Thanks for bring up this interesting subject.
Let me elaborate about Yin. Yin refers to softer materials e.g. "sof"t wood, light colours. "Soft" wood are e.g. pine even teak but not laminated wood decor. For colours, the use of light colours. Flooring made of wood pieces will enhance the yin in a room. This is why you notice that most bedrooms use parquet (wooden flooring) to enhance yin . state of rest.
Yang refers to `hard' materials e.g. glass table, metallic objects/table and even plastic and laminates on wood. Colours are vibrant e.g. bright colors. Flooring made of cold slabs of e.g. marble, homogenous tiles and other ceramic materials especially if they are bright coloured enhance yang in a room.
Do note that white, or simply off-white and light pale white mixed with other colours are `neutral' to either yin or yang.
Here you can `play' with Yin and Yang by `controlling' the use of:-
2. Colours in the room ie. walls, ceiling and appropriate floor tiles.
For example in a business environment, e.g. a restaurant, where you want the customers to be cosy, the furniture usually are made of wood, plus the seats are either fabric + wood . to allow the customers to `stay longer' for their meals.
Contrast this to a cafe, where they want high turnover. let you eat and `encourage' you to move on. You will notice that usually the tables are either laminate e.g. Fast Food restaurants like MacDonnels, have plastic chairs. and bright lights . this will make it more of a Yang environment and. the ultimate aim is `fast' pace.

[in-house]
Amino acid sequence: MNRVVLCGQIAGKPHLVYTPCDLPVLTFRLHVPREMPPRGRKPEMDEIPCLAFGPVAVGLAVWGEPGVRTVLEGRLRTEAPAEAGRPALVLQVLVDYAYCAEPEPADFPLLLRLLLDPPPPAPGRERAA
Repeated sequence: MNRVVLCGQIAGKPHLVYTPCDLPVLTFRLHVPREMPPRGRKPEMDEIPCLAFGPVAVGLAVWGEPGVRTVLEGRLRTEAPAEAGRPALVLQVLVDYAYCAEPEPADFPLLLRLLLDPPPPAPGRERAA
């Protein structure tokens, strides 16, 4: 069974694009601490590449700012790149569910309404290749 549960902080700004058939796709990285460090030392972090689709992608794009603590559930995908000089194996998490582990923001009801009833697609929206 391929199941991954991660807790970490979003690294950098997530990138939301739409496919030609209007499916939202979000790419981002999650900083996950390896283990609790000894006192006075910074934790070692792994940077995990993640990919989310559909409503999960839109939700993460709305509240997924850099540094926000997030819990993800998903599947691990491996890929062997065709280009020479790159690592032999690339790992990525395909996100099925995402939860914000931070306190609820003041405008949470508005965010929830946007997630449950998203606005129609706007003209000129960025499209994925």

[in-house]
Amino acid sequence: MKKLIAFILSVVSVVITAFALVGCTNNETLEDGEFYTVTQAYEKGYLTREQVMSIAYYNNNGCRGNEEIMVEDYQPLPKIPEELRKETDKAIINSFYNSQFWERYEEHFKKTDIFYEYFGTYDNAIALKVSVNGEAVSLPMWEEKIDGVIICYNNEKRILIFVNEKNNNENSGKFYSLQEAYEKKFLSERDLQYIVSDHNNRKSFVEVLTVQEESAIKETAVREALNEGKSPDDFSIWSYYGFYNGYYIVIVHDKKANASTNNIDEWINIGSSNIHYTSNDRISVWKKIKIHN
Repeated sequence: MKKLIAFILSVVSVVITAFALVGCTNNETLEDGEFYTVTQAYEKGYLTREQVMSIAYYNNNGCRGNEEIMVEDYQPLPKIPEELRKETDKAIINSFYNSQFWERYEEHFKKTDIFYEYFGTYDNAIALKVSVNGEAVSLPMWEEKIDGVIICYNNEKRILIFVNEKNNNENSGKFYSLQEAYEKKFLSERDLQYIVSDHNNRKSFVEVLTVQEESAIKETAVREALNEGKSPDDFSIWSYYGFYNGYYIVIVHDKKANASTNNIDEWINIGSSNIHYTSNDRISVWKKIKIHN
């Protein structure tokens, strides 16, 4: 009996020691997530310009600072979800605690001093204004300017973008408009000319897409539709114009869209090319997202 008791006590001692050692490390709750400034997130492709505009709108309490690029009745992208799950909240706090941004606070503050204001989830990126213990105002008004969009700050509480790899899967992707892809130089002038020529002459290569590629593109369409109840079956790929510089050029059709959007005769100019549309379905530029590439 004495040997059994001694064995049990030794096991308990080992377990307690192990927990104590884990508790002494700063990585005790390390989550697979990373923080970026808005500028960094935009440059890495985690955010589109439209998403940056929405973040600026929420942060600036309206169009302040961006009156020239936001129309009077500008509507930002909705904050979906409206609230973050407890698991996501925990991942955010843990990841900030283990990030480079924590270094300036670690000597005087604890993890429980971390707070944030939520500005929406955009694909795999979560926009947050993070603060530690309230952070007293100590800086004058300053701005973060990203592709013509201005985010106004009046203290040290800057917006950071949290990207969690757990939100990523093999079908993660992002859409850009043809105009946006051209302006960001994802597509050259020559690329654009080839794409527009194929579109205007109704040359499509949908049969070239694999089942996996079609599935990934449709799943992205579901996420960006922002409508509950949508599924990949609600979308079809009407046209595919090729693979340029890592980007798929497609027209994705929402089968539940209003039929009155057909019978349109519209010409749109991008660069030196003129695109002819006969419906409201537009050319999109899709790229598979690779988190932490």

The above is a good example of how furniture and colours are used in food outlets. We already `touched' roughly on furniture and colours. For lighting, e.g. in a room, if you want more Yang, then have a bit more of light or use a table lamp.
As there are so much to share in this area, I will continue.. with it later on.
Question: The desk forms a poison arrow pointing straight at my bed (a futon). I can't put the desk or the bed in another position - how do I deal with the poison arrow?
Ideally, you should use a table with a rounded corner. One alternative is to go to Toy-R-Us or e.g. Ikea or any shops that sell child protectors. What I mean is that you can buy those `rounded plastic edges' where it is sticked on to a table. So that if a child bumps into the corner, it is rounded and will not hurt anyone. This is the `cheapest' solution than changing your `sharp' corned table or (taking the trouble to saw it! *Joke*)
For me, I went to Ikea (furniture shop) and purchased quite a lot of these ` rounded plastic edges ' and place them in my rooms. Some friends wondered. if I had so many small kids in my home. Phew! I don't know what to tell them.
Center for Feng Shui Research
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